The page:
Digs down into the nasty details of your ad units
As a publisher on the web today, you may have a love-hate relationship with ad networks. On one hand, those ad networks help to pay the bills. But on the other hand, their questionable coding abilities, poor security, and dubious business practices expose you to all sorts of problems. Our team has spent countless hours dissecting the DOM to try to track down offending ads. This is tedious work, especially when an ad call gets bounced from network to network, creating an extremely complex DOM of nested IFRAMEs. rabbithole is designed to streamline this process. Using a CSS selector provided by you, it identifies the top-level DOM elements for your ad units. It then recursively descends those elements, building a simpler object model for you to analyze. * simplifies the identification and interpretation of the ad-related portion of the DOM * "compresses" the tree by skipping past DOM elements that aren't really important and only tracking select properties * makes off-site objects easily identifiable * tries to identify pixel trackers * tries to identify the DOM elements that are most likely the ad creative itself * attempts to keep track of a "network path" so you can see the whole ad chain where ads are coming from; this is a work in progress * computes statistics like the number of scripts and iframes loaded beneath each node in the tree In order for rabbithole to work with your site, you need to give it a CSS selector that will capture all the top-level DOM elements of your ad units (and is specific enough to *not* capture non-ad-unit elements). For example, if you look at the ad tags on http://slashdot.org/, you will see that they all have IDs like "div-gpt-ad-728x90_a" and "div-gpt-ad-300x250_a". You can capture them all with a selector like [id*='div-gpt-ad'] Once you have your selector, use the options dialog to configure rabbithole. You can open it either from the extensions page in chrome, or by clicking on the gear icon in the rabbithole popup window. If you have a rabbithole window open when you change the CSS selector, you'll need to close rabbithole and reopen it to get it to rescan your page's DOM. Source: https://github.com/jpriebe/rabbithole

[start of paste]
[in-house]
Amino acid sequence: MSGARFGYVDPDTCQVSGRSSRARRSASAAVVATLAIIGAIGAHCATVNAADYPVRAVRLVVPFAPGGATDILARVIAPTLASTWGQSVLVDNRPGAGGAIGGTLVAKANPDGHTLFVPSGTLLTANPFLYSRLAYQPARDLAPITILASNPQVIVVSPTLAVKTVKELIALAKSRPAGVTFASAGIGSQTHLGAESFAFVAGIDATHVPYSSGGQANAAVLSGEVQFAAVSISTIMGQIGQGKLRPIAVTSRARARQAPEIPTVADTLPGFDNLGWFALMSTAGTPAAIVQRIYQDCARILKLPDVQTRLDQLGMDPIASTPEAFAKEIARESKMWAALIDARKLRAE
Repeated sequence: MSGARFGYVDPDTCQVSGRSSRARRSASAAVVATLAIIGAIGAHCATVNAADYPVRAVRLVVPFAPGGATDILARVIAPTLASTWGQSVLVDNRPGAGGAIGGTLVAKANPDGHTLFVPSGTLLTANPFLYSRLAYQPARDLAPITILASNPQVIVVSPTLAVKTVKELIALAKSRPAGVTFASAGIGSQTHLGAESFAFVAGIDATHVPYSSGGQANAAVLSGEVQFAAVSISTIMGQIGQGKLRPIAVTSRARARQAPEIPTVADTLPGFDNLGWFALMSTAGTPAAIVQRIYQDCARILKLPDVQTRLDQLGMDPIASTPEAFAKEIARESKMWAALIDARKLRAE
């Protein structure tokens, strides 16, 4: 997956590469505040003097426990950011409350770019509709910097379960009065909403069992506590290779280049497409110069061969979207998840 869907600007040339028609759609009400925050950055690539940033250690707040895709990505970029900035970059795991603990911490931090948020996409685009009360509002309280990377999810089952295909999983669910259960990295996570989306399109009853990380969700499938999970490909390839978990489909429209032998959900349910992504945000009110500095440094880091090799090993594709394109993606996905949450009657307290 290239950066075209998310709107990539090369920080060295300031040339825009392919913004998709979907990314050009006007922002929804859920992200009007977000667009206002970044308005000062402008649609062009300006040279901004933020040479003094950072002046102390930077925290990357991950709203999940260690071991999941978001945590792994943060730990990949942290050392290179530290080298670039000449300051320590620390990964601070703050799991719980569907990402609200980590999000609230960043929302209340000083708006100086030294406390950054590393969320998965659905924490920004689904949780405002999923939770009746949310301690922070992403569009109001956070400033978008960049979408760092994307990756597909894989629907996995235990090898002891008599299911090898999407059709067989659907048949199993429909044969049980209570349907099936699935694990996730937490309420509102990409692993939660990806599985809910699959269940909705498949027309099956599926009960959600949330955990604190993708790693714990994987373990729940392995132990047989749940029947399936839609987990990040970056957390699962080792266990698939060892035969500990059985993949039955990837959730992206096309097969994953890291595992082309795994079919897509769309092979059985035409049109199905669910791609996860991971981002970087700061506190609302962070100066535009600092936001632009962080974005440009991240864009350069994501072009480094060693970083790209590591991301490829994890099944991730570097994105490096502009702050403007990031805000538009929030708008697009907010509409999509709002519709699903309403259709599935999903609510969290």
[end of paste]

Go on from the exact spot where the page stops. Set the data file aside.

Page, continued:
- (2019-07-10) Md Rafiqul Islam: good
- (2017-09-12, v:1.0.1) console logs
This extension is throwing tons of console logs which makes doing other debugging work in the console more difficult. If you can provide an option to turn off console logging then I'll continue to use it, otherwise it's more of a pain than a help. Thanks!